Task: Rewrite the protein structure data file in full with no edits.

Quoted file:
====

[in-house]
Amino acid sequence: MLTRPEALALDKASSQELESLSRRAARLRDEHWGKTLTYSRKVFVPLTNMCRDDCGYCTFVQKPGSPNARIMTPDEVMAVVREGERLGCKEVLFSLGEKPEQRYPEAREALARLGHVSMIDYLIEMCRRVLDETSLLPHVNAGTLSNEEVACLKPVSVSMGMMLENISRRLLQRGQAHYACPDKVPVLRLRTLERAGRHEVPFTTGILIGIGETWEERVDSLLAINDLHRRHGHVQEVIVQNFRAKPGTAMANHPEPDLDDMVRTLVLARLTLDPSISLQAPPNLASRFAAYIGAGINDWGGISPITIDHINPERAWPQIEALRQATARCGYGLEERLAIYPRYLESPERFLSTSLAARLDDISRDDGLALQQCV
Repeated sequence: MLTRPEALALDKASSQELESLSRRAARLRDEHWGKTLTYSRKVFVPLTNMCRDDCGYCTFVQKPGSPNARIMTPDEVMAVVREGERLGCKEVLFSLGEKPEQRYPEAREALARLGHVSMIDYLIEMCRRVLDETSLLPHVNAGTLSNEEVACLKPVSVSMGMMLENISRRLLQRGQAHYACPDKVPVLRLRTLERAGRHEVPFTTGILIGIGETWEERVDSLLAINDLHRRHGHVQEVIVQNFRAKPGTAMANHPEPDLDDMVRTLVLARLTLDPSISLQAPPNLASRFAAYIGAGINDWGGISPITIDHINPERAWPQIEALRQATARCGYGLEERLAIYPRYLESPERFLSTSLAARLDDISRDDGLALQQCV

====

[in-house]
Amino acid sequence: MLTRPEALALDKASSQELESLSRRAARLRDEHWGKTLTYSRKVFVPLTNMCRDDCGYCTFVQKPGSPNARIMTPDEVMAVVREGERLGCKEVLFSLGEKPEQRYPEAREALARLGHVSMIDYLIEMCRRVLDETSLLPHVNAGTLSNEEVACLKPVSVSMGMMLENISRRLLQRGQAHYACPDKVPVLRLRTLERAGRHEVPFTTGILIGIGETWEERVDSLLAINDLHRRHGHVQEVIVQNFRAKPGTAMANHPEPDLDDMVRTLVLARLTLDPSISLQAPPNLASRFAAYIGAGINDWGGISPITIDHINPERAWPQIEALRQATARCGYGLEERLAIYPRYLESPERFLSTSLAARLDDISRDDGLALQQCV
Repeated sequence: MLTRPEALALDKASSQELESLSRRAARLRDEHWGKTLTYSRKVFVPLTNMCRDDCGYCTFVQKPGSPNARIMTPDEVMAVVREGERLGCKEVLFSLGEKPEQRYPEAREALARLGHVSMIDYLIEMCRRVLDETSLLPHVNAGTLSNEEVACLKPVSVSMGMMLENISRRLLQRGQAHYACPDKVPVLRLRTLERAGRHEVPFTTGILIGIGETWEERVDSLLAINDLHRRHGHVQEVIVQNFRAKPGTAMANHPEPDLDDMVRTLVLARLTLDPSISLQAPPNLASRFAAYIGAGINDWGGISPITIDHINPERAWPQIEALRQATARCGYGLEERLAIYPRYLESPERFLSTSLAARLDDISRDDGLALQQCV